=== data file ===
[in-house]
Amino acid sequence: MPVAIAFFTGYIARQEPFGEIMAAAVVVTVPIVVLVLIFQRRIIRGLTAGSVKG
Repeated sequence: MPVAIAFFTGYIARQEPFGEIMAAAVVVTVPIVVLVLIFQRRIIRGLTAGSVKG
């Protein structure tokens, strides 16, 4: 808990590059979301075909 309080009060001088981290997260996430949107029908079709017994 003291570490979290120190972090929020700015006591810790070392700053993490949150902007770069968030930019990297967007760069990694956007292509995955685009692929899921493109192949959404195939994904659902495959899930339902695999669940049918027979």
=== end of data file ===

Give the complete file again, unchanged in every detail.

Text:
[in-house]
Amino acid sequence: MPVAIAFFTGYIARQEPFGEIMAAAVVVTVPIVVLVLIFQRRIIRGLTAGSVKG
Repeated sequence: MPVAIAFFTGYIARQEPFGEIMAAAVVVTVPIVVLVLIFQRRIIRGLTAGSVKG
């Protein structure tokens, strides 16, 4: 808990590059979301075909 309080009060001088981290997260996430949107029908079709017994 003291570490979290120190972090929020700015006591810790070392700053993490949150902007770069968030930019990297967007760069990694956007292509995955685009692929899921493109192949959404195939994904659902495959899930339902695999669940049918027979």